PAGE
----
Designing Peace: Cyprus and Institutional Innovations in Divided Societies

By Neophytos Loizides | Go to book overview

Chapter 1
A Federal Cyprus? Consociational
Failures and Prospects

Cyprus has experienced conflict at various times in its recent history, and this has inevitably shaped adversarial narratives across the communal divide. Understanding the background of the Cypriot conflict, especially how each community generally perceives certain critical historical junctures, is important before debating potential institutional choices for the future. In particular, identifying the reasons behind failures in previous consociational compromises and mediations is critical as analogies are often made across time and space to inform subsequent decisions. For instance, at critical moments in the past critics have drawn parallels between proposals for the reunification of Cyprus (e.g., the 2002–2004 Annan Plan) and the 1959 Zürich-London Agreements that led to the establishment and subsequent collapse of consociationalism in Cyprus.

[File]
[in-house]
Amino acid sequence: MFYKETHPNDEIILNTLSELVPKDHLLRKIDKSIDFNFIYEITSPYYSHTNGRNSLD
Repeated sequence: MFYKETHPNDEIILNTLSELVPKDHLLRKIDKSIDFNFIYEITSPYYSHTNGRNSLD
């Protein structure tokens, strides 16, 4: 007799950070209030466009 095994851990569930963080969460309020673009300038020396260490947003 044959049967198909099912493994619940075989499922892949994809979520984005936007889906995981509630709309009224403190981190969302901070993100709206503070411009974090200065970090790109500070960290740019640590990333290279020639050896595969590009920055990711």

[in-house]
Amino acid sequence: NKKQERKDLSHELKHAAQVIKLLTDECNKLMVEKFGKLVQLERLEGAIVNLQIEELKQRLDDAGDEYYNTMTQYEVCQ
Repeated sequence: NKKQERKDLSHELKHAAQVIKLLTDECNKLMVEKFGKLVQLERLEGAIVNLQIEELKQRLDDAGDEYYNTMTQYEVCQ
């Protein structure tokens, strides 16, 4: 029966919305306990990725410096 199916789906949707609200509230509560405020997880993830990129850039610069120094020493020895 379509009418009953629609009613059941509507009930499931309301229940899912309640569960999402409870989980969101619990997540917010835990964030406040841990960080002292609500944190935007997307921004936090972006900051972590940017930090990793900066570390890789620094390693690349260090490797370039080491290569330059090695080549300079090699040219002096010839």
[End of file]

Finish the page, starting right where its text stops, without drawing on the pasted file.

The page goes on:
Neither community has maintained a homogeneous narrative in its framing of the Cyprus problem, however certain perceptions about the past seem to persist across the ethnic divide. The chapter first presents a short history of the Cyprus problem and then focuses on the most significant up to mid-2015 United Nations mediation attempt in Cyprus, the Annan Plan, which divided each side into those favoring the proposed settlement and those opposing it. While challenging the narratives and arguments of the critics, this chapter also recognizes critical institutional gaps in past UN mediation processes in the island of broader relevance to postconflict peacebuilding. Moreover, the chapter recognizes that history shapes the boundaries of what is possible for the future of conflict-ridden societies and argues that, in Cyprus, a federal arrangement will have better prospects, if it assumes a decentralized form.

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